Book cover of Stuck: How Vaccine Rumors Start -- And Why They Don't Go Away

Jonathan Charteris-Black Author Of Metaphors of Coronavirus: Invisible Enemy or Zombie Apocalypse?

From my list on the human reaction to the Covid-19 pandemic.

Who am I?

I founded Critical Metaphor Analysis, an approach that has become well known in English language studies. My books Corpus Approaches to Critical Metaphor Analysis, Politicians and Rhetoric: The persuasive power of metaphor, and Analysing Political Speeches have over 5,000 citations. I am also ranked first on Google Scholar on political rhetoric. I have always tried (though not always successfully) to write in an accessible style to reach out to audiences beyond academia. As well as lecturing, I assist in the training of Westminster speechwriters. I love languages and speak French, Spanish, Moroccan Arabic, and Malay with varying degrees of incompetence; I have rediscovered the pleasure of watercolour painting.

Jonathan's book list on the human reaction to the Covid-19 pandemic

Jonathan Charteris-Black Why did Jonathan love this book?

This book by an anthropologist explores the dynamics of anti-vaccine rumours: how they are initiated and how – like a virus they spread. She uses the metaphor of fire, and since I also wrote a book on this topic I am interested in this metaphor. She takes into account the emotional basis for anxiety about vaccinations among both the vaccine hesitant and among vaccine opponents. While rejecting the validity of their arguments, she nevertheless makes these more likely to be overcome by offering a nuanced account of some of the emotional and psychological reasons for such beliefs. It’s a kind and thoughtful book.

By Heidi J. Larson,

Why should I read it?

1 author picked Stuck as one of their favorite books, and they share why you should read it.

What is this book about?

Vaccine reluctance and refusal are no longer limited to the margins of society. Debates around vaccines' necessity - along with questions around their side effects - have gone mainstream, blending with geopolitical conflicts, political campaigns, celebrity causes, and "natural" lifestyles to win a growing number of hearts and minds. Today's anti-vaccine positions find audiences where they've never existed previously.

Stuck examines how the issues surrounding vaccine hesitancy are, more than anything, about people feeling left out of the conversation. A new dialogue is long overdue, one that addresses the many types of vaccine hesitancy and the social factors that perpetuate…

Book cover of The Province of Affliction: Illness and the Making of Early New England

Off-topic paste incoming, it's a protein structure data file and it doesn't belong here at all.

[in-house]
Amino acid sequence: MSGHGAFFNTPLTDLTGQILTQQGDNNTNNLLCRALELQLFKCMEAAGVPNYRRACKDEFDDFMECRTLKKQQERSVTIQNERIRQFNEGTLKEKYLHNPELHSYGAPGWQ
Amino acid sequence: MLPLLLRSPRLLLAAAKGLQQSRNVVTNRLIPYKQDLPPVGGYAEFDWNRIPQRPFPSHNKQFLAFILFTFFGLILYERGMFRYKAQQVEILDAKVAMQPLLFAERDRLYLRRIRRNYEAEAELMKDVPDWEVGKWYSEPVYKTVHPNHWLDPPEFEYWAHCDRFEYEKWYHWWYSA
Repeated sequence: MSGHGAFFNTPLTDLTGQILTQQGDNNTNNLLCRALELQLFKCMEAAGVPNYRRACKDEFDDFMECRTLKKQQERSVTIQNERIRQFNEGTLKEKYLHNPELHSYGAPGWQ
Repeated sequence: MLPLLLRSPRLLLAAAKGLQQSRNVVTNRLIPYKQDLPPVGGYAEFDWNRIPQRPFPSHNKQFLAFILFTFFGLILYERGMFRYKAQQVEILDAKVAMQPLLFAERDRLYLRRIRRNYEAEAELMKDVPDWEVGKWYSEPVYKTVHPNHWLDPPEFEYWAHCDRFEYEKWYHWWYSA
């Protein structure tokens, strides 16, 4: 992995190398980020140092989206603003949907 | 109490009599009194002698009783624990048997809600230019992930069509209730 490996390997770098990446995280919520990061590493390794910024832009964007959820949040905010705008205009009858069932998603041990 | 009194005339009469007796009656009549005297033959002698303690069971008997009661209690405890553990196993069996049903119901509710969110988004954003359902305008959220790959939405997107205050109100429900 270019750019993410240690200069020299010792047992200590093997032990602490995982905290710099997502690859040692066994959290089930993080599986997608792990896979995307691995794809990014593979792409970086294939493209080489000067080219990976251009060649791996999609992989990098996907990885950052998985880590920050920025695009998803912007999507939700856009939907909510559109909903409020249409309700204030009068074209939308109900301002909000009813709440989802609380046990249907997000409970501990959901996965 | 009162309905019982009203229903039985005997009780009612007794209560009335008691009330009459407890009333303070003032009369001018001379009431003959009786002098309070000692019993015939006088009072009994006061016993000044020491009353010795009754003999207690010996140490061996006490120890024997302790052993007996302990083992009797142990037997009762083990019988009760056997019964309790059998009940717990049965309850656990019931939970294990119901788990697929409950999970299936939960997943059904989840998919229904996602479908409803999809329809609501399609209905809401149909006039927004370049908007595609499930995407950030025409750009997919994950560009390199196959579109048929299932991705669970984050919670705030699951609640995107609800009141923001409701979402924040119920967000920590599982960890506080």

Andrew M. Wehrman Author Of The Contagion of Liberty: The Politics of Smallpox in the American Revolution

From my list on understanding health and politics in the early US.

Who am I?

I am a historian of early American history who discovered the history of medicine somewhat by accident. As a history graduate student, I wanted to understand how ordinary Americans experienced the American Revolution. While digging through firsthand accounts written by average Americans, I came across a diary written by a sailor named Ashley Bowen. Although Bowen wrote made entries daily beginning in the 1760s, he hardly mentioned any of the political events that typically mark the coming of the American Revolution. Instead, day after day, he wrote about outbreaks of smallpox and how he volunteered to help his community. From then on, I began to understand just how central and inseparable health and politics are. 

Andrew's book list on understanding health and politics in the early US

Andrew M. Wehrman Why did Andrew love this book?

While hundreds of books have been written on early New England, Ben Mutschler deftly paints a portrait of life in New England “with sickness at its center.” He thoroughly integrates family struggles over illness and the demands placed on local governments into the story of the social and political development of this region that has long valued public health even as it has also endured tragic circumstances.

By Ben Mutschler,

Why should I read it?

1 author picked The Province of Affliction as one of their favorite books, and they share why you should read it.

What is this book about?

How do we balance individual and collective responsibility for illness? This question, which continues to resonate today, was especially pressing in colonial America, where episodic bouts of sickness were pervasive, chronic ails common, and epidemics all too familiar.

In The Province of Affliction, Ben Mutschler explores the surprising roles that illness played in shaping the foundations of New England society and government from the late seventeenth century through the early nineteenth century. Considered healthier than residents in many other regions of early America, and yet still riddled with disease, New Englanders grappled steadily with what could be expected of the…